1. New Orleans
One of the first cities to introduce the very concept of cocktails to the world, New Orleans is also one of the only places in the US where you can carry your drink in a to-go cup to the next bar down the block. Let’s not even get into the drive through daiquiri places, how is that legal?
The Big Easy invented the Sazerac, one of America’s first cocktails. Try one at the Sazerac Bar at the Roosevelt Hotel or have a bubbly French 75 at Arnaud’s classic bar, French 75. For craft cocktails Oxalis in the hipster Bywater area, and check out Bar Tonique in the Quarter, and the Cure uptown.
During the Icelandic winters, the twilight hours are stretched into much longer periods than we are used to, which, lucky for us, means longer cocktail hours!
Slippbarinn changes its cocktail menu monthly at the Iceland Air Rekyavik Marina hotel. You can also drive an hour north to view the Northern Lights with your cocktail of choice at the Northern Lights Bar in the Ion Iceland hotel.
Bar Canon has the western hemisphere’s largest spirit collection, which numbers 3500 and counting. Try their Mad Bills to Pay gin cocktail made with aperol and apple-coriander beer syrup or their bacon and fig infused bourbon featured in Miss Piggy Takes Fighatttan. In the Capitol Hill district check out the Herb & Bitter Public House with a focus on Italian Amari. Have a look the views from the patio at Westward, located on the water with a Salty Sailor’s Martini in hand.
Budapest has a unique bar culture that focuses on cool Ruin pubs, which started popping up a over decade ago — the most famous being Szimpla Kert. Found objects and flea market giveaways decorate the many rooms and ceilings and the shockingly low prices are very, very appealing. The streets of Budapest are flooded with Londoners and others in the know heading for the weekend to hit all the top Ruin pubs. Budapest has the cheapest drinks in all of Europe, roughly half the cost of cocktails in Amsterdam.
5. Washington DC
6. Mexico City
Mezcal became Mexico City’s liquor of choice dating back to 2005 when the mezcalería La Bótica opened. Now mezcal is nearly as mainstream here as tequila.
Head to Licoreria Limantour, which made it to the top 50 bars list this year or El Estribo, a beautiful patio bar located in a 16th century Hacienda. For a speakeasy experience, hunt down Jules Basement, hidden under a taco place. You enter in through the cooler and walk through a rubber set of curtains. Hang out in the black leather room laced with skulls and drink their Negroni made with Mezcal, of course.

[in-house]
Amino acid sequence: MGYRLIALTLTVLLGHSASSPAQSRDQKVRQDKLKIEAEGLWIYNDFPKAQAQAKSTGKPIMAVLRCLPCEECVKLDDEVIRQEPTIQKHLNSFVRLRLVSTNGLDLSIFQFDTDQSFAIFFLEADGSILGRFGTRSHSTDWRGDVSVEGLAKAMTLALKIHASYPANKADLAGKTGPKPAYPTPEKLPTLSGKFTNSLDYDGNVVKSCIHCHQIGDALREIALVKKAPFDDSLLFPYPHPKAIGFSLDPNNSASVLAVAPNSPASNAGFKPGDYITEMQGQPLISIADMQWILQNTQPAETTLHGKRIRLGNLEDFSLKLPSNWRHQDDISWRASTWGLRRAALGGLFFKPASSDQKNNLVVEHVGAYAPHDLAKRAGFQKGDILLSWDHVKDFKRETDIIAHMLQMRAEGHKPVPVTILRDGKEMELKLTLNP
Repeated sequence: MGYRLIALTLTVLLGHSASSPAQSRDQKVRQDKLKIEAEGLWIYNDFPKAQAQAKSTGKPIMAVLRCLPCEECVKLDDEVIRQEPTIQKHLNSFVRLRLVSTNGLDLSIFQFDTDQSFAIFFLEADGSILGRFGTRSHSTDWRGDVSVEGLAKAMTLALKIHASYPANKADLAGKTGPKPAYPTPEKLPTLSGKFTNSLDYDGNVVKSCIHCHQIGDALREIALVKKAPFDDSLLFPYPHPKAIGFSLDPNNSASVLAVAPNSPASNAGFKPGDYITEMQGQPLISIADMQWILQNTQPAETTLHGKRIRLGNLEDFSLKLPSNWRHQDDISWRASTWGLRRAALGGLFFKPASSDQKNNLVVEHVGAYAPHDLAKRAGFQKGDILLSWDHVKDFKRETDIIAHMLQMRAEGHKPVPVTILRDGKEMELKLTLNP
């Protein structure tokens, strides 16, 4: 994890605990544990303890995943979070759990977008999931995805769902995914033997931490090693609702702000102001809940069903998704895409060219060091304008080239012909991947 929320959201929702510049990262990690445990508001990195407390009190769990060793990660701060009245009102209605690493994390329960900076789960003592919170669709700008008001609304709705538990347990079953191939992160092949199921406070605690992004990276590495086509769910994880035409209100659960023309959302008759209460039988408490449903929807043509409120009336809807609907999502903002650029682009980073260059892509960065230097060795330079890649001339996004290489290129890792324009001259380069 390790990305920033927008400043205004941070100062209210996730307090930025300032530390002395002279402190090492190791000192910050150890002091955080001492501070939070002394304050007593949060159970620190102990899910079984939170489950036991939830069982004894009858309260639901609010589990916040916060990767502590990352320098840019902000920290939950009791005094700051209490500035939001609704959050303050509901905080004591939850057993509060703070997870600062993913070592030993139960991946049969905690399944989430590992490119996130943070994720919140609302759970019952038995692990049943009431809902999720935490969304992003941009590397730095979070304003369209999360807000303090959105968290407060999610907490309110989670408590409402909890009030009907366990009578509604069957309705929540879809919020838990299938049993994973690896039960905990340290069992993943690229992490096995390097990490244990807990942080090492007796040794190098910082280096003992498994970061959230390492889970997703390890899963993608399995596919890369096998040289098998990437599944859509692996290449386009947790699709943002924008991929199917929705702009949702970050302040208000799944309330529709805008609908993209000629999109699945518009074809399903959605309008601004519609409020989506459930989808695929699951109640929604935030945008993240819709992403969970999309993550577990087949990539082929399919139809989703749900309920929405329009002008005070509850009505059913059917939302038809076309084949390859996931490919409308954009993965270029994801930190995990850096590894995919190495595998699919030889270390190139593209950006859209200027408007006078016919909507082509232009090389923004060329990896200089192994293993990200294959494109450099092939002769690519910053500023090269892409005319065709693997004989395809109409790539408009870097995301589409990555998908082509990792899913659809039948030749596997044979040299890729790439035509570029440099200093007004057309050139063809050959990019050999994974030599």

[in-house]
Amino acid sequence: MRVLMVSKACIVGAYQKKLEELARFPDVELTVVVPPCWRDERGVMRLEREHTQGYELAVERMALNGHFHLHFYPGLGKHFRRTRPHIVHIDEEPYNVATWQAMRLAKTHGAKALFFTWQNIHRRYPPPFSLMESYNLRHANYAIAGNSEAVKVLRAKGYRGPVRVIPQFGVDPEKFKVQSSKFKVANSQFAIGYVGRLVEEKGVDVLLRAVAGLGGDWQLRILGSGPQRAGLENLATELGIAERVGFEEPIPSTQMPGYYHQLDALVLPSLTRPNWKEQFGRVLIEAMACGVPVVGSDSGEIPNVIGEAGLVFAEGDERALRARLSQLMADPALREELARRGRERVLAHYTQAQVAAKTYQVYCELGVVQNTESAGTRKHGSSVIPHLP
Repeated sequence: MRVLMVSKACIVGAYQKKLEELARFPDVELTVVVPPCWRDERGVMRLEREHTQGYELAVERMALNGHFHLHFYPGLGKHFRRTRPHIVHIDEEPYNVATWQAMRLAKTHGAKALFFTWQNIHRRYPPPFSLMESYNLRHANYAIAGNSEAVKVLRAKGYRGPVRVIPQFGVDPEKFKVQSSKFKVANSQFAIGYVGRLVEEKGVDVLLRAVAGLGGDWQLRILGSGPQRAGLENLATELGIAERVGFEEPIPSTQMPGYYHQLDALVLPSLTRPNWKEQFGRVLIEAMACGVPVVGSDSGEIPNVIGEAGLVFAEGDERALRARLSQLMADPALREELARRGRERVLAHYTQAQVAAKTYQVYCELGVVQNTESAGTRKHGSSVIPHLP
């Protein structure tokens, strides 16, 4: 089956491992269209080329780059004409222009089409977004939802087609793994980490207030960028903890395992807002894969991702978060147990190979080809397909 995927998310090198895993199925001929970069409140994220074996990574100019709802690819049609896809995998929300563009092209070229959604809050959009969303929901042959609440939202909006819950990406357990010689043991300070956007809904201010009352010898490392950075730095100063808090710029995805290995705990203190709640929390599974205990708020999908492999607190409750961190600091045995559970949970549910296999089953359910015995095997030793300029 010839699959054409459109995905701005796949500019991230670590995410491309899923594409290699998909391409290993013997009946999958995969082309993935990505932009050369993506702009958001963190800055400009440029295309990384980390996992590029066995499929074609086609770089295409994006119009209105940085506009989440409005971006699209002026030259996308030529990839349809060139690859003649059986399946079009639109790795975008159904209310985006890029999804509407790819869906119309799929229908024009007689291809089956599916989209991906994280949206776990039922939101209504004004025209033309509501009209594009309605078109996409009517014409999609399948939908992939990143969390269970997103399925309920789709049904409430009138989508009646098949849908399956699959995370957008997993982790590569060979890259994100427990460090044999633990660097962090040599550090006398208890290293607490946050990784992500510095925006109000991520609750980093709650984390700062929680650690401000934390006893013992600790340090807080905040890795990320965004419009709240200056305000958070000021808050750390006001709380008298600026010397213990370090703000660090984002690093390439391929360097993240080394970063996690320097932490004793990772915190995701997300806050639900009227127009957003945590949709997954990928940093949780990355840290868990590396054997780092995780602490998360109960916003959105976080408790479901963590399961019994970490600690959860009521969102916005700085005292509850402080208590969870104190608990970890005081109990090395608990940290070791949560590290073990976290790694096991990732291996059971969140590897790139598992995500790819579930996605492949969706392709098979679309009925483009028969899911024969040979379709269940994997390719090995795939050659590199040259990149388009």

Anvil Bar & Refuge was the town’s first craft cocktail back in 2009. Alba Huerta, Anvil’s former bartender, has since opened both Julep for southern inspired cocktails and the award winning Pastry War (co-owned with Bobby Heugel, also owner of Anvil) with a focus on Mezcal. In addition Eater named Mo Rahmen from Kata Robata — a sushi place serving up cool drinks like a spicy Pimms cup with yuzu — Bartender of the Year.
Hit up Bios, an art and theatre cooperative with its funky bar on a rooftop terrace with views of the Acropolis. You should also try Noel, a bar where it feels like Christmas everyday, or go old school at Brettos where they’ve been mixing classics since 1909.
The dive bars located throughout the city are slowly being replaced with a more refined kind of drinking culture. No need to worry, though, a good number of dive bars are still intact and going strong.
The Aviary is one of the few places in the United States where you can book a five-course cocktail tasting menu profiling molecular mixology. Or score one of just eight tickets to “a cocktail journey” with Paul McGee in the Milk Room . Check out the angostura bitters on tap at Best Intentions with its 70’s rec room décor.
10. Tel Aviv
Imperial Craft bar in the Imperial Hotel mixes everything craft-style using only fresh squeezed juices, home-made syrups, and liquors infused with strictly local herbs and fruit. For an early morning tipple try Minzar, open 24/7 for 22 years and counting. October is the place to go for delicious cocktails, good music, and tasty snacks, and at Tailor Made you can sample a true Israeli cocktail. Their Made in Lebanon Cocktail is similar to a mojito but uses Arak liquor, mint and cucumber.
Bourbon is the drink to be had here in Louisville. It is even believed that a bartender and bourbon enthusiast invented the cocktail called the Old Fashioned, widely considered America’s first cocktail, in Louisville at a private club where he worked back in 1880.
Have a Kentucky Bourbon cocktail at the museum/hotel bar Proof on Main and if you like some music with your cocktail head to Meta set in a former strip club. They serve classic cocktails and invites those on the wagon to sip specially-made French sodas while listening to local bluegrass bands.